It's coming in the next few years and is likely, if its history of capturing consumers is anything to go by, to corner a good percentage of the EV market. Interestingly, an Apple car would only need to capture 2 percent of the market to equal the revenue that it currently gets from the iPhone, according to Morgan Stanley researchers.
Apple has blazed a trail over the last couple of decades, creating products that everyone wants and loves. PCs, laptops, iPods, watches and iPhones - all have been phenomenal successes, turning the company into one of the largest and most profitable companies in the world. Currently Apple has around $200 billion in cash, so plenty of financial power to develop new products, like a car, which it has reportedly been working on since 2014.
Apple fans are clearly excited by the prospect and the internet is awash with design ideas but none of the visuals have actually been published by Apple itself. However, the Apple electric car project, code named "Titan," is estimated to have around 5,000 employees working on the various aspects of it.
“Most cite Apple’s strong brand and an impressive balance sheet [as a reason to build an Apple Car],” the analysts said, according to a transcript of a recent conference call. “But we see several other reasons why it is quite likely that Apple does a car. One is the size of the market. Smartphones are a $500 billion annual [total addressable market]. Apple has about one-third of this market. The mobility market is $10 trillion. So Apple would only need a 2 percent share of this market to be the size of their iPhone business.”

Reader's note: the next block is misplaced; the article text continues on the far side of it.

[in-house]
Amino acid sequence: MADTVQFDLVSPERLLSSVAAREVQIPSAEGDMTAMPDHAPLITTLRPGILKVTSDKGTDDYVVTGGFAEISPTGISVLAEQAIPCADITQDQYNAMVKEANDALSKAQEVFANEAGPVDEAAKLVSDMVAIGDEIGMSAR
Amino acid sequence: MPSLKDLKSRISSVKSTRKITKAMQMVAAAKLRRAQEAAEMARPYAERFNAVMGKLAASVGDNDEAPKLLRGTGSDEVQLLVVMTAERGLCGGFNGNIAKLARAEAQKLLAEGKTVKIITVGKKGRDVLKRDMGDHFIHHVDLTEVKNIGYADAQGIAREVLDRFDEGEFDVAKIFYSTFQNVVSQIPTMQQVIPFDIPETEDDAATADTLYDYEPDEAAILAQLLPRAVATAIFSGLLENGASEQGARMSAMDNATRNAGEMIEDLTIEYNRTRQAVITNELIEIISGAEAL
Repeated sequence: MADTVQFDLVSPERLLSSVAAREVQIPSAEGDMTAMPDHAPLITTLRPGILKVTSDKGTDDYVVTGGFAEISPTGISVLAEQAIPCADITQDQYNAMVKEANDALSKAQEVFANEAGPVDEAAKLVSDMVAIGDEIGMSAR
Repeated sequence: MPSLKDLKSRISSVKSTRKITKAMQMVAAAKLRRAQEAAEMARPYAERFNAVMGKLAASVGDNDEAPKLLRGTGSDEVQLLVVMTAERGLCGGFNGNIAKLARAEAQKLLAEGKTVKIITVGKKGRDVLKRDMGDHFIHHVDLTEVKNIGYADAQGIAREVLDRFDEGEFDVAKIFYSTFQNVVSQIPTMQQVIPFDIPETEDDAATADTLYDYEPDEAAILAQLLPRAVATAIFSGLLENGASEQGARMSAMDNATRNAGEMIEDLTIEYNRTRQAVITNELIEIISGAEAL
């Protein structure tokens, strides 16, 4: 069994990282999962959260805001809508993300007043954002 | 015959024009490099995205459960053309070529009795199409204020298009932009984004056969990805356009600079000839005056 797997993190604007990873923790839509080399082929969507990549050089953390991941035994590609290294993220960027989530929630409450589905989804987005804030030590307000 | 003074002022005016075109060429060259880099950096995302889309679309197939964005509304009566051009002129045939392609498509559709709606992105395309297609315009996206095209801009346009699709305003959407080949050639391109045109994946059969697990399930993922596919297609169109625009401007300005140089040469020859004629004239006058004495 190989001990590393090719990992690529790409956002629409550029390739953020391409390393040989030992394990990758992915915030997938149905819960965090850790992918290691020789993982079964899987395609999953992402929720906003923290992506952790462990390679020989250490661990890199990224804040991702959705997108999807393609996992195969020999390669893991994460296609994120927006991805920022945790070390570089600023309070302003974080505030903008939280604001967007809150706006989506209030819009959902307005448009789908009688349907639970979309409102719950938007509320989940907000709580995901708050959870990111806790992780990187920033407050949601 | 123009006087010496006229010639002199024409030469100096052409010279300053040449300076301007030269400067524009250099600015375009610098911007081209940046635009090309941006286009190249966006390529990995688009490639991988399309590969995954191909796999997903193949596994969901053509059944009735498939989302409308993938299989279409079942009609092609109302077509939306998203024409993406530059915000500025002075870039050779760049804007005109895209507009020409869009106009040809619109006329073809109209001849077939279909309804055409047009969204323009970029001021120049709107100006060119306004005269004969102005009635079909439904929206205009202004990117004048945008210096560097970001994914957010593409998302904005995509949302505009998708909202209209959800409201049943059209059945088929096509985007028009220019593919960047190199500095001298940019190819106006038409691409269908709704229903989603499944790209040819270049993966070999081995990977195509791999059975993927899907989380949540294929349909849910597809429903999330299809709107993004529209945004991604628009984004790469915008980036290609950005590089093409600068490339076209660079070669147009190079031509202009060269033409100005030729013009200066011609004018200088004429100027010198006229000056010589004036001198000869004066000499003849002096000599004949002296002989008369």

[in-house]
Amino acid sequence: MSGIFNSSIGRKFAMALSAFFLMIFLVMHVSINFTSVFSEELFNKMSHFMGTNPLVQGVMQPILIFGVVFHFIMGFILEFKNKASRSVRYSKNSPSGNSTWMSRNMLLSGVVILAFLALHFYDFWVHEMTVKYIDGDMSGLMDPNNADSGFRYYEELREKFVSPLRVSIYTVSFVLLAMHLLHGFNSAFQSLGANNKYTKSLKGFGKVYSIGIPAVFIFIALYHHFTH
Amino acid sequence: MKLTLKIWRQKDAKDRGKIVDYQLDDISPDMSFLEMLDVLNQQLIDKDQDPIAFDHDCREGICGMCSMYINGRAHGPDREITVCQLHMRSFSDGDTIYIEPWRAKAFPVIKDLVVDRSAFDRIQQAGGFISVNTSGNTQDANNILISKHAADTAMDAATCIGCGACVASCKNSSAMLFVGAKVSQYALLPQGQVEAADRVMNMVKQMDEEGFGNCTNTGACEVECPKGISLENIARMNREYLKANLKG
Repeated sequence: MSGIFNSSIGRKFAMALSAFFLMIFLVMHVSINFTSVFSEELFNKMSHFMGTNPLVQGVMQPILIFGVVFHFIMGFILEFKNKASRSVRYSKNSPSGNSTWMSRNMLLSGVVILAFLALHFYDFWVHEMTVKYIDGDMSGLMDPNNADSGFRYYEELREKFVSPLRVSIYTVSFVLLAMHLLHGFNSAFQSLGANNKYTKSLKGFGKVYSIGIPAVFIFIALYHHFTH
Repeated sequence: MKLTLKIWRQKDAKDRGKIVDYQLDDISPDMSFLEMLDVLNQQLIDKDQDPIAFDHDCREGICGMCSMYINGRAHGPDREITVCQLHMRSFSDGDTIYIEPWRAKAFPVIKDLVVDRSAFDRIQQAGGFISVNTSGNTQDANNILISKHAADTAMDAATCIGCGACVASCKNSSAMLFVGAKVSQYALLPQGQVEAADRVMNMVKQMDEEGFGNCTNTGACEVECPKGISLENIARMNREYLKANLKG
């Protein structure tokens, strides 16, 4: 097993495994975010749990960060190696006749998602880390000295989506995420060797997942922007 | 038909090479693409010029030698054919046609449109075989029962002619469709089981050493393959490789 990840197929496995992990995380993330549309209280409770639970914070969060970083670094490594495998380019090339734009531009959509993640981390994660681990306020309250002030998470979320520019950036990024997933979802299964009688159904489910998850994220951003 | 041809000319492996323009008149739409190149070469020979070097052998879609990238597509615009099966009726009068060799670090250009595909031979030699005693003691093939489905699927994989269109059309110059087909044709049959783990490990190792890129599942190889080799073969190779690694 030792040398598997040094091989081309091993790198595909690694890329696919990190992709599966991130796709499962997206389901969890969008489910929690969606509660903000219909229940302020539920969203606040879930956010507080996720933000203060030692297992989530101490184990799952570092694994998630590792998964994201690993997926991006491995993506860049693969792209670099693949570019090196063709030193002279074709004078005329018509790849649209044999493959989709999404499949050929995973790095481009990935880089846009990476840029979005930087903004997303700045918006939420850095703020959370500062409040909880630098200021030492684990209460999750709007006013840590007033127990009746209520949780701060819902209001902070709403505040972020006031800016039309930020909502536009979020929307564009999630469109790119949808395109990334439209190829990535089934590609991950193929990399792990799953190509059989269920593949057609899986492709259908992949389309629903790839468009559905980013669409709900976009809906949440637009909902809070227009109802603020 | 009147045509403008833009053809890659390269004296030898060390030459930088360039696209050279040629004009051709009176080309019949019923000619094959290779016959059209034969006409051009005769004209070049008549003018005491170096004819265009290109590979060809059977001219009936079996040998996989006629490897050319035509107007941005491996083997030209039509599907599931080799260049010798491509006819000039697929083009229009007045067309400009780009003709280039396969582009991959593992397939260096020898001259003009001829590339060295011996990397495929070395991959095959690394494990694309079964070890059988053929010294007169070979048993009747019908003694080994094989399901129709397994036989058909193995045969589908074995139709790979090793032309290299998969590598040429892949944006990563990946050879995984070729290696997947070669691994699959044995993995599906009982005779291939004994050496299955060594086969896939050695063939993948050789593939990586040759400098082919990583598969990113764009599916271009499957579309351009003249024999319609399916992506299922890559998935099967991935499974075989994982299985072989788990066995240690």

The team of researchers - which consisted of Apple analyst Katy Huberty and Chinese and European battery experts - went on to say that, while Apple is new to this market, a “noticeable percentage” of Apple revenue each year comes from products and services that didn’t exist three to five years before..
Another interesting point in the conversation, according to Cult of Mac, was a response to the frequently voiced concern that the automotive industry enjoys slimmer margins than smartphone makers, and that this would make entering the field unappealing for Apple.
“When Apple entered the PC, handset and wearables market, the margins of competitors were [also] razor thin,” the Morgan Stanley analysts said. “And through vertical integration, as well as driving significant scale, Apple has been able to enter industries with low profitability and earn very strong margins. I don’t see why autos would be any different…. The auto market looks very similar to the industry structure and profitability of many other markets Apple has entered in the past.”
The analysts concluded by saying that a “timeline of four to five years out makes sense” for an Apple Car - but a couple of extra years are possible as well.